Excavations at La Boisselle

Posted on Tuesday 19th June 2012


At the invitation of the landowners, in January 2011 a team of military historians and archaeologists commenced a long-term study of a unique piece of First World War battleground in the quaint Somme village of La Boisselle. The La Boisselle Study Group was formed to conduct a detailed archaeological, historical, technological and genealogical study into a 2.5 hectare site of undisturbed battlefield known to British troops as 'The Glory Hole'. The site is one of only three on the British sector of the Somme battlefield containing British and German trenches as well as an extensive network of wartime tunnels. After initial ground clearance and a geophysical survey a nine day dig took place in October 2011. I volunteered to join the team for the final week of a longer, 16 day dig running for the first two weeks of May 2012.
As part of May's work the team were focussed on uncovering the surviving corner of a farm building that once stood on the site. This farm, named by the Germans 'Granathof' which means 'Shell Farm' was the scene of bitter fighting between French and German units in 1914/15. According to contemporary sources the farm was completely obliterated during the First World War and yet when topsoil and rubble was removed, the stable block's brick floor was quite evident as were the farm building's foundations. As the excavations continued it was clear that one of the French trenches cut right through the stables. Large quantities of German and French ammunition were found during the excavation.
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Granathof Farm - a French trench running through the stables. © La Boisselle Study Group

Owing to the ferocity of the fighting for possession of the farm it was almost inevitable that we would find human remains. During the dig two sets of remains were discovered. Unfortunately it was not possible to identify the first but an ID disc was found with the second, meaning that historical and genealogical research could swiftly be undertaken. This soldier was identified as François Marie Bideau of the 118th Infantry Regiment. The archival records show he was killed at La Boisselle on 27th December 1914. Members of the La Boisselle Study Group were able to contact his surviving relatives who were both moved and delighted at the news. It is anticipated he will be given a proper burial in a named grave later this year. Personal artefacts were also found in situ including buttons, shoe heels, ration tins, uniform webbing and part of a toothbrush.
As well as excavations on the farm work continued on the surviving network of tunnels driven under No Man's Land by French, British and German engineers. Two tunnel entrances had already been opened last year (X Incline and W Adit). A further entrance named W Incline was excavated during my time on site.
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The Pump Room with air pipe visible - W incline to the right of the frame. It descends to W Shaft Chamber which, via a 50ft internal shaft, leads to the 80ft deeper mine workings. © La Boisselle Study Group

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In a room next to the newly opened W incline, an air pipe was found. British records had indicated that this was the location of a specially constructed room where air was manually pumped down to the lower levels. Whilst clearing chalk spoil from the room to facilitate the removal of the surviving air pipe three small and rather unusual finds were uncovered. Firstly, a small pink, mounted gemstone was found. This was quickly followed by two decorative brooches. Maybe they were from the same pouch or pocket, a memento from his sweetheart or family kept by a tunneller? It brought home the importance of the site and the very personal nature of these keepsakes. By the end of the day this room had been cleared and the fragile air pump had been photographed in situ and removed for preservation.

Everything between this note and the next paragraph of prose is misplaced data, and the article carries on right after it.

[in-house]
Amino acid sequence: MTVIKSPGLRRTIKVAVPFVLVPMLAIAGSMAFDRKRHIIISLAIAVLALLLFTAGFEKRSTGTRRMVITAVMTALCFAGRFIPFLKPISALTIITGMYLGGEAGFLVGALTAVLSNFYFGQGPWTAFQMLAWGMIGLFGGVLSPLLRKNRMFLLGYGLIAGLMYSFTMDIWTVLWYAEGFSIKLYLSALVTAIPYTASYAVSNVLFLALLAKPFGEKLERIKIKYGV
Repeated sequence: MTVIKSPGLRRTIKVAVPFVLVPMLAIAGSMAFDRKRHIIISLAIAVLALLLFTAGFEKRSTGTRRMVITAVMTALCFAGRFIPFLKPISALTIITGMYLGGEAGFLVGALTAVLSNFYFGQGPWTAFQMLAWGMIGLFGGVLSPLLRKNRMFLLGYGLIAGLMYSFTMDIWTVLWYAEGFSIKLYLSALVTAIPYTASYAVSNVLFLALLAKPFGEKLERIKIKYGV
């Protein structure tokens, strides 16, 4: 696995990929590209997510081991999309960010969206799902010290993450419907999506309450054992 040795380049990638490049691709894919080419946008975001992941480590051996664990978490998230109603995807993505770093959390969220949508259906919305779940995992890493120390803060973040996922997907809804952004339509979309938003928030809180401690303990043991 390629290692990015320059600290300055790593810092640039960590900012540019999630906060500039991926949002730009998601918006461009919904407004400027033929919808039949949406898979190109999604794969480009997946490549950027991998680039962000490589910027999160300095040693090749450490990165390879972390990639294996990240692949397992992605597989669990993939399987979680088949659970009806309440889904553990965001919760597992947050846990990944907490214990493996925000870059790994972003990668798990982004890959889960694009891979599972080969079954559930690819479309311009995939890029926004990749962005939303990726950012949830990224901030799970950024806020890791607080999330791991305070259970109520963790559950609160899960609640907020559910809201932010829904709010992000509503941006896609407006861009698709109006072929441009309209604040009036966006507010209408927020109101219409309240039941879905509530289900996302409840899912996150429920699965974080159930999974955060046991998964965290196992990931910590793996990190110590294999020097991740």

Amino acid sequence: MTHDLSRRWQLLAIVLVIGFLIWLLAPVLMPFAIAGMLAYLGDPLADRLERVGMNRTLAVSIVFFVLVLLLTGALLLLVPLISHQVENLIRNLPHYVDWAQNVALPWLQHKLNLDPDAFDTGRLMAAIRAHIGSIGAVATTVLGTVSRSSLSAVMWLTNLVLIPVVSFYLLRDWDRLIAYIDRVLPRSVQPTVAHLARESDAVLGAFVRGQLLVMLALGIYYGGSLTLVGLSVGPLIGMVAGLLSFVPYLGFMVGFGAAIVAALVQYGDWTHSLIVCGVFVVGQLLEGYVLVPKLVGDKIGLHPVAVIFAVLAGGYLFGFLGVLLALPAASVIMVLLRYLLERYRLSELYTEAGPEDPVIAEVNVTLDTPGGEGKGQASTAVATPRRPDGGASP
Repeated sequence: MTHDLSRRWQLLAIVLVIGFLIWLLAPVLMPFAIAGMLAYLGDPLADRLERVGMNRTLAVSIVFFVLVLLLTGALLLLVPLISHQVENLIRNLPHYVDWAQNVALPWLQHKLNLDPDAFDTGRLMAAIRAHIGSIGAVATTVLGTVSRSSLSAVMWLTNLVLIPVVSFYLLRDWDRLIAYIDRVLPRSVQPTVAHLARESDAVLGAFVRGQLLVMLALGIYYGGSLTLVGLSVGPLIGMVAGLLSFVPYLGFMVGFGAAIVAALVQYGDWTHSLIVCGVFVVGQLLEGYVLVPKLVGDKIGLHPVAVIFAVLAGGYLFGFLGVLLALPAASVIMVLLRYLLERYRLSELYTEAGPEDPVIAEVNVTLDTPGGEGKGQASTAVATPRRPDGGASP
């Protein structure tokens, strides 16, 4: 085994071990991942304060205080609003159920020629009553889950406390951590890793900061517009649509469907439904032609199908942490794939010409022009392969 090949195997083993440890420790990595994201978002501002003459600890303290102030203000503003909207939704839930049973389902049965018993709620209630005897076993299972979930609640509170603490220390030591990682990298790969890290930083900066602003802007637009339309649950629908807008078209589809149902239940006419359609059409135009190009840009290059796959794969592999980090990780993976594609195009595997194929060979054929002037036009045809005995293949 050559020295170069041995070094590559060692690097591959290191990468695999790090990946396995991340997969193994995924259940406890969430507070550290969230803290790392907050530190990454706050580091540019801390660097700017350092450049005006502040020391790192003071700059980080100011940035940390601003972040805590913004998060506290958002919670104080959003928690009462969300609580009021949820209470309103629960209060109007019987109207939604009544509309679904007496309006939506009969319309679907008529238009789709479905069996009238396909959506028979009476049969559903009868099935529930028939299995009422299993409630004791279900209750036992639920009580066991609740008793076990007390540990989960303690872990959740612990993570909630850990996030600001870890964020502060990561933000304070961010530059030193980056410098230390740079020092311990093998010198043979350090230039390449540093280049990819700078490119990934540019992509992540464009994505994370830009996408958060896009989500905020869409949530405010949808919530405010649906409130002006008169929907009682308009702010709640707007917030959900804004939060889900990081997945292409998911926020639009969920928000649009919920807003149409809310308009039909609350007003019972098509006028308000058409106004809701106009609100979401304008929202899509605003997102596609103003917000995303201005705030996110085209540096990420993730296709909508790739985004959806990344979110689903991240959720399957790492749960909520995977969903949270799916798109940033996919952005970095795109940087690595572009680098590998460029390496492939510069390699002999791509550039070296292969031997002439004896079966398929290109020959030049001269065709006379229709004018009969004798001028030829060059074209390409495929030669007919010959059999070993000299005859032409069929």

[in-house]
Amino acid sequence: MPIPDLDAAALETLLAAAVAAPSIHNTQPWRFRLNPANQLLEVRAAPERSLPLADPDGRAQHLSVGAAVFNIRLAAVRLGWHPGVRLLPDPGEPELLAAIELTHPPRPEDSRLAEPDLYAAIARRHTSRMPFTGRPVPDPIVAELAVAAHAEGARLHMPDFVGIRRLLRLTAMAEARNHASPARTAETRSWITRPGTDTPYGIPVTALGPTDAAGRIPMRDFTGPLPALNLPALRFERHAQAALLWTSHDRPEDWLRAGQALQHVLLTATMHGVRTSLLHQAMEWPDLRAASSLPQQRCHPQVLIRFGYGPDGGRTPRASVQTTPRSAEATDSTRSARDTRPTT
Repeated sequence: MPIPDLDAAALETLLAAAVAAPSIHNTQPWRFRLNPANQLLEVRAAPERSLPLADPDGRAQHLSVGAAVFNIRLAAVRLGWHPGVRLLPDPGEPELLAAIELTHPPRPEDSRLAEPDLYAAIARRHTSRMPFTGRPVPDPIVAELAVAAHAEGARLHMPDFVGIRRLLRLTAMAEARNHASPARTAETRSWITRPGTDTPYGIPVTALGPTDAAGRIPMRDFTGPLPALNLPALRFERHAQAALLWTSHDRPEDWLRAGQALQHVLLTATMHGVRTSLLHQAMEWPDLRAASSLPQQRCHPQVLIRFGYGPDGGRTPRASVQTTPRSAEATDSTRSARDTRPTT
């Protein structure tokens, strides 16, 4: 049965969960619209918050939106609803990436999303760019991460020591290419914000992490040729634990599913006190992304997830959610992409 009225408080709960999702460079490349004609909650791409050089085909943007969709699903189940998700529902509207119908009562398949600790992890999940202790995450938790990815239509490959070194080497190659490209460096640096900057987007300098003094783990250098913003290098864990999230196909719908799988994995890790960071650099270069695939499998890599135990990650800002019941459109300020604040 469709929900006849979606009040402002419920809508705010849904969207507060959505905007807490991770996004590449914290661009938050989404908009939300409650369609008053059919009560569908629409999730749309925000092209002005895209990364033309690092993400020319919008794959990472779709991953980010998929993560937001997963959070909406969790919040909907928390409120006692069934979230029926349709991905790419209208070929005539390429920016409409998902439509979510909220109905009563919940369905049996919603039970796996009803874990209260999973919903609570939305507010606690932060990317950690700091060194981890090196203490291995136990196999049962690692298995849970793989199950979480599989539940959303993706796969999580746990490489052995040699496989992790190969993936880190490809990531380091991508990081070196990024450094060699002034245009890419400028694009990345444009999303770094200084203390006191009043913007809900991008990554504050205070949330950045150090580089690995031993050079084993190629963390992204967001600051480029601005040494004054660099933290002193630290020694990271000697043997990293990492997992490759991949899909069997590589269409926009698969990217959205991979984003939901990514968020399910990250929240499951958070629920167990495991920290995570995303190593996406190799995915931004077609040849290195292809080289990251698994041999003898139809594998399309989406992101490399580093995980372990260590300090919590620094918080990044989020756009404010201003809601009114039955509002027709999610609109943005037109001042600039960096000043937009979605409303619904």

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Decorative finds from the Pump Room. © La Boisselle Study Group

The tunnels at La Boisselle were begun in 1914 by the French in an attempt to undermine the Germans in nearby trenches and blow them sky high. The Germans were alerted to this work and responded in kind, instigating a savage 18 month long battle fought below No Man's Land.
There are many layers to the tunnels at La Boisselle and one of the other features being excavated was a room-sized chamber around a 50ft internal shaft. Mining maps showed this led to an extensive network of tunnels at 80ft and then the 100ft level. Forty tonnes of spoil were removed by hand and a secure foundation was put in place with a steel safety cage constructed over the shaft. From this a winch was installed to lower a person down to clear out the compacted chalk now in the bottom of the shaft. The tunnels at this lower level will be investigated at a later date.
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W Shaft – 50ft long down to the fighting tunnels at 80ft. © La Boisselle Study Group

At the conclusion of the 16 day dig the inclines were roofed and secured. Open Days are planned for the summer and further excavations of the area will follow, possibly as soon as October.
As a volunteer, I learnt how important it was to the La Boisselle Study Group to educate visitors on the significance of the site but also how much the villagers valued the work being done. I also found it a valuable experience from a personal and professional perspective.
For more information about the project or to donate to help keep the important work going, please visit the website: www.laboisselleproject.com.
With thanks to Annette Gaykema, Project Officer for In Memoriam 2014, a national project locating, logging, maintaining and protecting the nation's war memorials ahead of Remembrance Day 2014.
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